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Demand For Flex Space On The Rise As Companies Contemplate Return-To-Office Plans

More companies are expected to add flex space to their office portfolios in 2022 as employers seek to accommodate historic shifts in the way people work.

Flexible workspace, such as that offered at WeWork, is in higher demand as companies plan their return to the office.

In a report released Feb. 7, CBRE said the North American flex market has slimmed down after rapidly expanding in 2018 and 2019. Since mid-2020, 144 flex office providers have reduced their footprint by about 12M SF across 669 properties covering 42 markets, per CBRE’s findings.

“The office market was extremely affected throughout the pandemic,” Julie Whelan, global head of occupier thought leadership for CBRE, said during a Feb. 7 media briefing. “We saw historical negative net absorption, yet the flexible office space market has only contracted by under 9% in the year leading up to Q3 2021, which is pretty resilient in our eyes.”

Whelan said Manhattan, San Francisco and Los Angeles — markets that had the most flex space as a percentage of overall office inventory pre-pandemic — are the areas where most of this contraction has occurred. 

“It’s no wonder that those markets took the opportunity to really right-size throughout the pandemic after such intense growth leading up to the pandemic,” she said, noting that suburban markets across the board lost the least amount of inventory.

Markets with the most flex space as of Q3 2021 include Manhattan, Dallas-Fort Worth and Chicago. Those with the most flex space as a percentage of their overall portfolio include Miami, Manhattan and San Francisco, according to the report.

Despite an industry-wide contraction, some operators grew their footprint over the pandemic. Companies like Industrious, colab at Bell Works, Common Desk, Venture X and The Mark all expanded between 2020 and 2021. 

“The reason there are still occupiers expanding in the market even during a period when other providers were perhaps contracting is because there is a lot of interest by tenants, especially enterprise tenants, in this tranche of space,” Whelan said.

A 2021 occupier sentiment survey by CBRE revealed that close to 20% of enterprise companies of more than 10,000 employees said flex space could eventually comprise more than 50% of their portfolio. Interest from companies across the board is going to challenge providers to meet anticipated demand, Whelan said.

“When you look at the size of the flex market being generally under 2% nationally … and you look at this type of growth from small, medium and even large companies looking to put into flex, that is going to be quite a tailwind for a lot of these flex providers to make sure they have the right amount of flex space in the right place at the right time,” she said.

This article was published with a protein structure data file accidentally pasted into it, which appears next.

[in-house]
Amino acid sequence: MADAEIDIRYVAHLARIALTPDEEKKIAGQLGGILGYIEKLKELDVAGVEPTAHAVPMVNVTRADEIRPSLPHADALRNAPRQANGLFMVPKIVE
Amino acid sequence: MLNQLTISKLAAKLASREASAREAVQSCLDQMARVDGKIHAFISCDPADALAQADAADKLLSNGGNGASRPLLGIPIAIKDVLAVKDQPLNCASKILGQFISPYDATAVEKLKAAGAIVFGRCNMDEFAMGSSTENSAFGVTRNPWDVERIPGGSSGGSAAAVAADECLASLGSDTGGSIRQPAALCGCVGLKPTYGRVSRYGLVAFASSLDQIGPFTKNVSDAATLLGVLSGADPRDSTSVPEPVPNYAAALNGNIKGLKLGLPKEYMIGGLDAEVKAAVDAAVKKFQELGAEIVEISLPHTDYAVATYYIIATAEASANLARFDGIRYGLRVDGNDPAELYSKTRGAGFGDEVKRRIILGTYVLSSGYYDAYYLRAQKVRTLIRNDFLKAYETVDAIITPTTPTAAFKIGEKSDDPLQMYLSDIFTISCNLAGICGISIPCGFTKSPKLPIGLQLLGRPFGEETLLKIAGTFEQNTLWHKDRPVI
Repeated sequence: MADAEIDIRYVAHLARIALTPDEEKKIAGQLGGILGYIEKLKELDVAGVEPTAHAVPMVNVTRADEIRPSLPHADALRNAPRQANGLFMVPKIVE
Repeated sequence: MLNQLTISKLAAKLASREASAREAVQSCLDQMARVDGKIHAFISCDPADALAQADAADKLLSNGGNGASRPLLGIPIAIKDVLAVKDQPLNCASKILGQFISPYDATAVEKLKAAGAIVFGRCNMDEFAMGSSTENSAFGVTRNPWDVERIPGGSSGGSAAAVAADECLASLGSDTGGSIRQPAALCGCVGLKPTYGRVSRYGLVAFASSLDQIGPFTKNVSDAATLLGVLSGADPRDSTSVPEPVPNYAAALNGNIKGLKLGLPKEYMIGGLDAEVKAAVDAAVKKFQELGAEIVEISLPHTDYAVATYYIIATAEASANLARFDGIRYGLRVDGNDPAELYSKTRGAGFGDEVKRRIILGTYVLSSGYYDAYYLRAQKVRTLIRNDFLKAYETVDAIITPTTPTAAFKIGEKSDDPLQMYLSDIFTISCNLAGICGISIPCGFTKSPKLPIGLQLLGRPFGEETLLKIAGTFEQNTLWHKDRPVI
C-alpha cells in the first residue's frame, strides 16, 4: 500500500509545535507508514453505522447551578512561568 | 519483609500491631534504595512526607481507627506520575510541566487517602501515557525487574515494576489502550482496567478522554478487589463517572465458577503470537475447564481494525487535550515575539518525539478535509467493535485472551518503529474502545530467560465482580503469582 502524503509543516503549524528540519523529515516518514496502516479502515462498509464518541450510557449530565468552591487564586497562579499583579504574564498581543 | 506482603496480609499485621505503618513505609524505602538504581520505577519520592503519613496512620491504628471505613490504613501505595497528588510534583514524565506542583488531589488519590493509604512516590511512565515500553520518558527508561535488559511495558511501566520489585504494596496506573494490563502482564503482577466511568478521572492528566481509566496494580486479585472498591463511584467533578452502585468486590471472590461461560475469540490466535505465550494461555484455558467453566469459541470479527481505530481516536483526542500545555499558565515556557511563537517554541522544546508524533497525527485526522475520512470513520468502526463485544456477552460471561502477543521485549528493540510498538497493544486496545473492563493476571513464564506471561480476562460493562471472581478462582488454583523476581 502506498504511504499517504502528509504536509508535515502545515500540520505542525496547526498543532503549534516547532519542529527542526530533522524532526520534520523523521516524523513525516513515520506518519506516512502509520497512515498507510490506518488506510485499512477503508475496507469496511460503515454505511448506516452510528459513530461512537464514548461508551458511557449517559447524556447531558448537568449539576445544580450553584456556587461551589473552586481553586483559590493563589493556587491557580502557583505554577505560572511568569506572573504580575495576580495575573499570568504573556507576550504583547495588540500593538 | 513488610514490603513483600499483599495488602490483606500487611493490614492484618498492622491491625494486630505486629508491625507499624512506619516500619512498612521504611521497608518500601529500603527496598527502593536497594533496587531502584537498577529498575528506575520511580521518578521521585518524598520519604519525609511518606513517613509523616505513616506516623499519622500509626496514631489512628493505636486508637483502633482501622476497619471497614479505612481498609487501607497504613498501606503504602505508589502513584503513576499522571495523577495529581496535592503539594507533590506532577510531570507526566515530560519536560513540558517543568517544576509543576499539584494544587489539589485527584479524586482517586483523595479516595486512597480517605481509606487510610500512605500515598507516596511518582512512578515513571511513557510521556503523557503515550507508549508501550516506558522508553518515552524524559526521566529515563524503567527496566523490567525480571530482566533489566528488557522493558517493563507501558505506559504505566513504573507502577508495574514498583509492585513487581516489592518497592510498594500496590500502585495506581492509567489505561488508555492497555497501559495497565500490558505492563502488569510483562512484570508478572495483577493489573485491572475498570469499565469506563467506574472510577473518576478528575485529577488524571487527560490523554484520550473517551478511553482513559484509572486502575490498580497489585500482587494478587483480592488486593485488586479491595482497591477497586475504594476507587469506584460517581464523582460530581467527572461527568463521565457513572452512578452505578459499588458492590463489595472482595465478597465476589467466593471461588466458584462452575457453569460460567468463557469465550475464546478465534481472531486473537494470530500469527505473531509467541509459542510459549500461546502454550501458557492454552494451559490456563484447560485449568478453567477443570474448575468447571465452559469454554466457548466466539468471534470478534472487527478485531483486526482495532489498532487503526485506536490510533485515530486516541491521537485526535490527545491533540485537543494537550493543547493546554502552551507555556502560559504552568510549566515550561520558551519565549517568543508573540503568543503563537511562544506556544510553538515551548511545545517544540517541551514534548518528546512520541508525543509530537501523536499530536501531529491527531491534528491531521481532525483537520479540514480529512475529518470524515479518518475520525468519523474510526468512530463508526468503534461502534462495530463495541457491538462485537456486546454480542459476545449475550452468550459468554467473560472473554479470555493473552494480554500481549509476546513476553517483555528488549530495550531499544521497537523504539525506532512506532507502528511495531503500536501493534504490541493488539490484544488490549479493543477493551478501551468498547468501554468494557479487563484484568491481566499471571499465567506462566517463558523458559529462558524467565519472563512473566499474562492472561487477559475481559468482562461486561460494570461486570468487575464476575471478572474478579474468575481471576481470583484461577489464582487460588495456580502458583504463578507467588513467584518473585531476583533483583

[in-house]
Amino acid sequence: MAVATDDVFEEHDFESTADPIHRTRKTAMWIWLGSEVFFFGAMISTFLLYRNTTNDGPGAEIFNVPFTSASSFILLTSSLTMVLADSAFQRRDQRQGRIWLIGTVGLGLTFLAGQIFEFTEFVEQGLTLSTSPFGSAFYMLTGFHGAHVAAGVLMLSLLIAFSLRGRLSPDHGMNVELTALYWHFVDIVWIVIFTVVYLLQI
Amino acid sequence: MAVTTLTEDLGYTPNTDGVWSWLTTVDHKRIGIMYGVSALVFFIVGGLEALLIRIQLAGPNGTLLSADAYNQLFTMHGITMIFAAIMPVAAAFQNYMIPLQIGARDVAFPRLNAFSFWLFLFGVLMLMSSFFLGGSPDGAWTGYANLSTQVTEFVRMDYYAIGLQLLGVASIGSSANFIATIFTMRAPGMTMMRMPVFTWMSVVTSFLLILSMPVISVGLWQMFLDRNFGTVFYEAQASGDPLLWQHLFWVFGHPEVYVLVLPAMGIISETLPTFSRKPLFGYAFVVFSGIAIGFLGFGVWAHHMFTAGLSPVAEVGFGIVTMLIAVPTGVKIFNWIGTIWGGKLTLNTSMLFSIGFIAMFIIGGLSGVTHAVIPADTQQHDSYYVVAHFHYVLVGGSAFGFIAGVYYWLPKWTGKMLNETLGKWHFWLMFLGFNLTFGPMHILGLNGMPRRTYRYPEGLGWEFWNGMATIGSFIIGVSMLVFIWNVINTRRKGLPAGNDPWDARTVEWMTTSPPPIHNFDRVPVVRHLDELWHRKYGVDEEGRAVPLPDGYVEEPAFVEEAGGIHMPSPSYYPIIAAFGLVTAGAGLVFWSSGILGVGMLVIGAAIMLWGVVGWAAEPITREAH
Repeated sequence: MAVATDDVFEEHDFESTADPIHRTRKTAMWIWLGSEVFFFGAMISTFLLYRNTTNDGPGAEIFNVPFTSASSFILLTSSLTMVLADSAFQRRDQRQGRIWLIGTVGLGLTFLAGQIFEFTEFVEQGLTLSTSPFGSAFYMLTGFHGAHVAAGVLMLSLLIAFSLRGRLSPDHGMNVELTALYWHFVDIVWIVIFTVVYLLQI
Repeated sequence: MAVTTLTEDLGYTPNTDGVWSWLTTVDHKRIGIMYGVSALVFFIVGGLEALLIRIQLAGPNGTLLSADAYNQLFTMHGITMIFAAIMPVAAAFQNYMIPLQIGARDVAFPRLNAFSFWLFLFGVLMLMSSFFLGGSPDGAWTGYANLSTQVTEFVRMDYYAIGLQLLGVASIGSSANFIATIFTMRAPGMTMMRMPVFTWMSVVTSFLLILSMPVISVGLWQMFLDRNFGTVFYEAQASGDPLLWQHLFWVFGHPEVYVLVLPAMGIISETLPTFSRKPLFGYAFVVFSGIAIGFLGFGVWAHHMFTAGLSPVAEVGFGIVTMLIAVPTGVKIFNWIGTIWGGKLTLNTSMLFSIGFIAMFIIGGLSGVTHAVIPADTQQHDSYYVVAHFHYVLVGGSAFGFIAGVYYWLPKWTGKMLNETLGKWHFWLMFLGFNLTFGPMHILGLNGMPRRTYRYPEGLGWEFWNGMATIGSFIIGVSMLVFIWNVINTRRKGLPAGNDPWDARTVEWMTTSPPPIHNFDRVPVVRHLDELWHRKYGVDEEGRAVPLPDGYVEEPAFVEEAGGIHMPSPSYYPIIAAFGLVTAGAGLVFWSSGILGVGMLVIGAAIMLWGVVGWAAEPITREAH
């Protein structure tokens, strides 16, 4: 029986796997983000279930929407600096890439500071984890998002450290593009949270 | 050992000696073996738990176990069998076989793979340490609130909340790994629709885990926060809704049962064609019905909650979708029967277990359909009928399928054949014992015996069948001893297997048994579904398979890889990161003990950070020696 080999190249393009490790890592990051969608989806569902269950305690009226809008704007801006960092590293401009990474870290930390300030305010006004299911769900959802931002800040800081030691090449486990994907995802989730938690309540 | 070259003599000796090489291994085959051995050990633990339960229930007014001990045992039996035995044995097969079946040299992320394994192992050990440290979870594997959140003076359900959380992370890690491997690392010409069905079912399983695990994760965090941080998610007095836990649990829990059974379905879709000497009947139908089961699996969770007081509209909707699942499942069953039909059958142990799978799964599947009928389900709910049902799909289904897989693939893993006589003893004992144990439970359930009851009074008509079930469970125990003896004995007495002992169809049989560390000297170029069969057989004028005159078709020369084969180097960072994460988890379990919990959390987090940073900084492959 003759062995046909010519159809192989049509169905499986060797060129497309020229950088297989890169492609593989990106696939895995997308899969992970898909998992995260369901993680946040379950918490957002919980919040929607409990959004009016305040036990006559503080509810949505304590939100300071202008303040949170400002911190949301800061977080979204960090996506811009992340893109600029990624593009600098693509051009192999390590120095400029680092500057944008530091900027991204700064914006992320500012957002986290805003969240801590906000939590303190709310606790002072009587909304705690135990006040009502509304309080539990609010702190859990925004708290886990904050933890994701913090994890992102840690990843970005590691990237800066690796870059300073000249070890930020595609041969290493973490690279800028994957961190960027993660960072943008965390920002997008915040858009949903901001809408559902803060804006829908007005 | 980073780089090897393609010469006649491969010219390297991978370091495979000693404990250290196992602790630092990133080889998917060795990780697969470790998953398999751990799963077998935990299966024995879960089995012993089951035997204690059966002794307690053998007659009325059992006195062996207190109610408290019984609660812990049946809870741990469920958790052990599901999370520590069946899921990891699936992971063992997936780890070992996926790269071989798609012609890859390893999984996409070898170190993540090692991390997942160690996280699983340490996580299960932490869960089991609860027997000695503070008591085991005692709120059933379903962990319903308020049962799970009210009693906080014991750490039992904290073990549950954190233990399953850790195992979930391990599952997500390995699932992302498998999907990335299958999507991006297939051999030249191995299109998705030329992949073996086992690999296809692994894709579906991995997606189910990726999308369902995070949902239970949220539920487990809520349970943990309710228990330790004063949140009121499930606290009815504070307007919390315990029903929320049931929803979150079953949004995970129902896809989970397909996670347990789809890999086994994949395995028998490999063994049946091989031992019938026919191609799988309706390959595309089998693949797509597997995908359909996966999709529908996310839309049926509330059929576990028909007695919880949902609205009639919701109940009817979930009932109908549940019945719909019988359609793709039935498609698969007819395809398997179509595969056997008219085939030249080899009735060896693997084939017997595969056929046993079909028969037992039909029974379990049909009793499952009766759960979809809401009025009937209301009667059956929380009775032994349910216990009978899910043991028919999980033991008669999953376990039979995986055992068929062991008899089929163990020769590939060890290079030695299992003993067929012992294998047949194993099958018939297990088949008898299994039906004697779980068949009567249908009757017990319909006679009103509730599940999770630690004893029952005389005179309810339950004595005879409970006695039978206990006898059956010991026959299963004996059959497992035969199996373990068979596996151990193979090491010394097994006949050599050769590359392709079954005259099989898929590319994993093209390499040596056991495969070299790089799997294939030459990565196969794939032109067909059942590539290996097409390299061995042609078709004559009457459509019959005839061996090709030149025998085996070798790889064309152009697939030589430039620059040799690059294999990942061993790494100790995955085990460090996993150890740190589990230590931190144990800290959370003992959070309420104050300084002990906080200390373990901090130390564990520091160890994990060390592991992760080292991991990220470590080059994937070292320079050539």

Whelan said run-of-the-mill offerings, like access to transit or on-site gyms, are now seen as table stakes for any quality building. What differentiates one quality building over another are flexible offerings, with close to 80% of large employers indicating a desire for shared meeting space and another 75% saying they want flexible open space within their buildings, according to the occupier sentiment survey.

Continued job growth paired with a need for space that aligns with hybrid work will spur more demand for this type of product in 2022, Whelan said. Large companies are forming their return to office plans, and incorporating flex is now seen as a move that supports employee choice, said Brandon Forde, CBRE’s president of client solutions.

“All the big companies are telling us they are going to use flex more going forward, and they are going to use flex first as they come back,” he said.

There are still challenges facing the flex space, however, especially for large users. Factors like inexperience with the flex model, technological shortcomings and privacy requirements among enterprise companies could hinder the market moving forward. 

Still, CBRE predicts that between 13% and 18% of the nation’s office portfolio will be penetrated by flex space in 2030. The lower end of that scale would require flex to grow by more than 500M SF off today’s base of 80M SF, Whelan said.

“That’s a lot, and it means there has to be momentum in attracting clients and enterprise users to this pace, and there will have to be traditional leases that convert over to flex,” she said. “We have the ability to do that now that we are in such a transformative environment in the open office market overall.”